CRONIN’S CORNER – Our Manufacturing Roots Run Deep

Michael T. Cronin

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We sponsored a table at the Upper Tampa Bay Manufacturer’s Association First Annual Appreciation dinner last month.  Many years ago, I was a founding director of the Upper Tampa Bay Chamber of Commerce.  Joan Vecchioli, my partner certified in employment law, has been very active in the Upper Tampa Bay Chamber.  I cannot tell you all how thoroughly impressed and proud I am of the progress and strength of these organizations.

The guest speaker was Jesse Panuccio, the Executive Director of the Florida Economic Opportunity Commission.  His message was loud and clear.  Florida, and especially the Tampa Bay region, is uniquely positioned in the manufacturing sector.  His speech was upbeat, positive and incredibly informative as to the opportunity we all have in stimulating economic growth in our region via the manufacturing sector.  This means JOBS.

Some interesting statistics supplied to me by Jerry Custin, the President/CEO of the Upper Tampa Bay Chamber of Commerce are as follows:

  • There are approximately 17,000 manufacturers in Florida and nearly 25% of those are in the Tampa Bay region.  There are approximately 1,500 manufacturers within a 10-mile radius of Oldsmar.
  • Manufacturers account for nearly 80% of Florida’s exports.
  • Manufacturers pay approximately a 20% higher wage rates than other service sector jobs.

This is not to say our region is not without its challenges.  A few of those challenges are as follows:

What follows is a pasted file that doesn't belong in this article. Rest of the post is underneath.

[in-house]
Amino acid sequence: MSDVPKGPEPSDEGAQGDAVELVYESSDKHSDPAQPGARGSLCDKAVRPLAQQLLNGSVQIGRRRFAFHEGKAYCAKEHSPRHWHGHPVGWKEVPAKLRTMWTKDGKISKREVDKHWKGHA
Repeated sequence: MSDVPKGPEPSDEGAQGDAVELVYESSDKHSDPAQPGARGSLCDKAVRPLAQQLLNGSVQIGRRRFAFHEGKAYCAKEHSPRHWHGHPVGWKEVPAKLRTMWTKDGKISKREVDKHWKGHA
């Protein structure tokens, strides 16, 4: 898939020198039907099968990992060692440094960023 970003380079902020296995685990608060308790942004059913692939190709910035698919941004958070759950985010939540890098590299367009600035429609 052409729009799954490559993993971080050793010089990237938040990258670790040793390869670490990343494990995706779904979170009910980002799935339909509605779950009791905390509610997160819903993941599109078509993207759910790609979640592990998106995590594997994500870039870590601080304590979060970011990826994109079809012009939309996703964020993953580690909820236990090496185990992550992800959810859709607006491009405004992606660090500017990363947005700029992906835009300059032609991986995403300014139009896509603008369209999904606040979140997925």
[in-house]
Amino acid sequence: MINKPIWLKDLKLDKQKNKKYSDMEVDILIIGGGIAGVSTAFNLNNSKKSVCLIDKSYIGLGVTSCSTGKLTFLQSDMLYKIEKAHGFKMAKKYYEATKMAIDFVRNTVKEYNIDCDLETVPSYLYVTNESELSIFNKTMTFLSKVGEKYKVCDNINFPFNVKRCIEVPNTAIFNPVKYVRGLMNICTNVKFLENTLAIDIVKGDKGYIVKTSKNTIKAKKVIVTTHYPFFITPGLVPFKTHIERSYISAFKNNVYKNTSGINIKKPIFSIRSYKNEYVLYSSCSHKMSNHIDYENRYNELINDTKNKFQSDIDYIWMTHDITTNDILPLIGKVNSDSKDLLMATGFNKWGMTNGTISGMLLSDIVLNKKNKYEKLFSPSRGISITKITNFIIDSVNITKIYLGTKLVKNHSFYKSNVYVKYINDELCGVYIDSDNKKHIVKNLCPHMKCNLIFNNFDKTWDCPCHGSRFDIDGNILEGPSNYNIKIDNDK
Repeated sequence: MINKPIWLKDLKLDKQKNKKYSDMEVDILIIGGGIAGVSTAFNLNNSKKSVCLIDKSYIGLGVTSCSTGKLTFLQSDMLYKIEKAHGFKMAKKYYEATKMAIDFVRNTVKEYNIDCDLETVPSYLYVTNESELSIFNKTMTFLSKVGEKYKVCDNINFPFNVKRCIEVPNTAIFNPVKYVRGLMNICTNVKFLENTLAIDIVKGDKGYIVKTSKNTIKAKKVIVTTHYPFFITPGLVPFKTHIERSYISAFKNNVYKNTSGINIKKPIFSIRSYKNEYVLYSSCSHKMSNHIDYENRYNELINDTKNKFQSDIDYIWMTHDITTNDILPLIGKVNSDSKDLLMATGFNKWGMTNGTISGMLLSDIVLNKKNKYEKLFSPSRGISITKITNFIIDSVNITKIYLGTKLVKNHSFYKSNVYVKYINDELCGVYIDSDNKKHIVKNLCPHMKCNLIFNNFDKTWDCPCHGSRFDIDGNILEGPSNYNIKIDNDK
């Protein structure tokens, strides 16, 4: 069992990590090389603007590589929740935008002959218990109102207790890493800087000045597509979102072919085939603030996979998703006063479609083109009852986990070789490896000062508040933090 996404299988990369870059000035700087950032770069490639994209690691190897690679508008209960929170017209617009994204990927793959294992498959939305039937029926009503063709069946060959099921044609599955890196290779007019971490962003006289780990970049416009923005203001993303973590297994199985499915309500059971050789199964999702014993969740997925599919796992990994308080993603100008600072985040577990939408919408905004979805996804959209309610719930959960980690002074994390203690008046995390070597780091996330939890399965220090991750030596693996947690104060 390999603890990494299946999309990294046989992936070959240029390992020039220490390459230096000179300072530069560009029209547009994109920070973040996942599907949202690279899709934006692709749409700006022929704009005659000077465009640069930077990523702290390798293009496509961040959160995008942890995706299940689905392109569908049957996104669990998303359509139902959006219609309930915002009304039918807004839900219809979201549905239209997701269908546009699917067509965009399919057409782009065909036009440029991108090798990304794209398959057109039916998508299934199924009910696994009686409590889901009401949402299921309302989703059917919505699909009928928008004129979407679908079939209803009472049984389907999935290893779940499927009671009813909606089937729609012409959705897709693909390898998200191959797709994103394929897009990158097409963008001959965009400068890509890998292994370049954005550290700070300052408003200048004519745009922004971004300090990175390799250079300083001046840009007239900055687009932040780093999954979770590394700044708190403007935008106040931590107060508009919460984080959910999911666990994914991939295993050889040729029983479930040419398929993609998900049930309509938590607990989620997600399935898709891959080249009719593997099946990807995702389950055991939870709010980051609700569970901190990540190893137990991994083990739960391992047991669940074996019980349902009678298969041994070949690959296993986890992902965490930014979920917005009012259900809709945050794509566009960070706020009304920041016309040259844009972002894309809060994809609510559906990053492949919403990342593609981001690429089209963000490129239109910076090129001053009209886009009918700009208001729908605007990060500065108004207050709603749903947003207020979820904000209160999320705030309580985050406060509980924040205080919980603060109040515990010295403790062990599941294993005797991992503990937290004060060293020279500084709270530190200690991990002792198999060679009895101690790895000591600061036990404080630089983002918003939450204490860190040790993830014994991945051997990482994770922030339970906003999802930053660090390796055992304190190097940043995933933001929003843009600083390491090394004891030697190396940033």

• Adequate stock of decent and safe affordable housing.  This has and continues to be one of the priorities of Pinellas County and is critical if we are to attract and retain manufacturers in our area.
  • Developing a sustainable world class work force and attracting younger skilled workers as our current skilled workers retire.  St. Petersburg College is developing an excellent certification program for skilled workers.
  • Support of our start-up and small manufacturers through cooperative public/private partnerships and economic incentives.  All of the area Chambers are making good progress in spearheading partnerships.

Manufacturers are special to me.  I was born in Miami, and grew up in a manufacturing family.  My father worked for a window and door manufacturer in Hialeah, Florida, which was bought by Jim Walter Corporation.  I learned the value of hard work from the many Cuban immigrants who were proud to have a job in the factory to support their families.  I also learned the importance of education as a stepping stone.  Dennis Ruppel ran his family’s successful tool and die company for many years.  We understand the issues and challenges manufacturers face.

Our firm’s skill set in representing manufacturers is very broad and deep.  We can assist any manufacturer in many ways, including but not limited to:

  • Financing and capital needs, including asset based or SBA loans, industrial revenue bonds, private placements and public offerings;
  • Labor and employment law issues;
  • Intellectual property issues, including licensing, trademarks, strategic alliance agreements, manufacturing agreements, distribution agreements and supply agreements.
  • Liquidity events, including sales and mergers, venture capital and private equity investments.
  • General litigation needs with a special emphasis on covenants not to compete, shareholder disputes and intellectual property rights.
  • Executive compensation arrangements, including stock options and other equity incentive arrangements.
  • Various tax matters, including IRS representation and multiple state sales tax issues.
  • Succession and estate planning for the closely held or family owned manufacturer.
  • All aspects of real estate from zoning, leases and property acquisitions.

So let’s buckle our seatbelts.  I think the growth we are going to experience in the Tampa Bay region will be tremendous over the next 10 years.  I am proud and humbled to play my small part in this exciting time.